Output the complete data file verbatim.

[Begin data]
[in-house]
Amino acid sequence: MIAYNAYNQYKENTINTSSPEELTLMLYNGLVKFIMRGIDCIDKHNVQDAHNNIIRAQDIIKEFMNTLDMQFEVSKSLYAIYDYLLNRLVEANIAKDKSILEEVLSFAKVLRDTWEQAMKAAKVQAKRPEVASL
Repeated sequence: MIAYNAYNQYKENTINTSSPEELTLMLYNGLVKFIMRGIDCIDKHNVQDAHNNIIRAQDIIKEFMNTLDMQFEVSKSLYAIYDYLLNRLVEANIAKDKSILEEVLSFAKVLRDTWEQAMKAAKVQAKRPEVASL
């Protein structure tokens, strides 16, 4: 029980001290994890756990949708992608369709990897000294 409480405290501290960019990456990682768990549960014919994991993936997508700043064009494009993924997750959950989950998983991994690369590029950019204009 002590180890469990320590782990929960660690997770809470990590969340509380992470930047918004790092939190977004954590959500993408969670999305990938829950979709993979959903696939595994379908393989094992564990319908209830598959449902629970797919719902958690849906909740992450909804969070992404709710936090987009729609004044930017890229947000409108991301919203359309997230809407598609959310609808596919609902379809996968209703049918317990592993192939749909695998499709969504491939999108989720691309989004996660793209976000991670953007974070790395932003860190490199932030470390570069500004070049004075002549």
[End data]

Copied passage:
[in-house]
Amino acid sequence: MIAYNAYNQYKENTINTSSPEELTLMLYNGLVKFIMRGIDCIDKHNVQDAHNNIIRAQDIIKEFMNTLDMQFEVSKSLYAIYDYLLNRLVEANIAKDKSILEEVLSFAKVLRDTWEQAMKAAKVQAKRPEVASL
Repeated sequence: MIAYNAYNQYKENTINTSSPEELTLMLYNGLVKFIMRGIDCIDKHNVQDAHNNIIRAQDIIKEFMNTLDMQFEVSKSLYAIYDYLLNRLVEANIAKDKSILEEVLSFAKVLRDTWEQAMKAAKVQAKRPEVASL
């Protein structure tokens, strides 16, 4: 029980001290994890756990949708992608369709990897000294 409480405290501290960019990456990682768990549960014919994991993936997508700043064009494009993924997750959950989950998983991994690369590029950019204009 002590180890469990320590782990929960660690997770809470990590969340509380992470930047918004790092939190977004954590959500993408969670999305990938829950979709993979959903696939595994379908393989094992564990319908209830598959449902629970797919719902958690849906909740992450909804969070992404709710936090987009729609004044930017890229947000409108991301919203359309997230809407598609959310609808596919609902379809996968209703049918317990592993192939749909695998499709969504491939999108989720691309989004996660793209976000991670953007974070790395932003860190490199932030470390570069500004070049004075002549």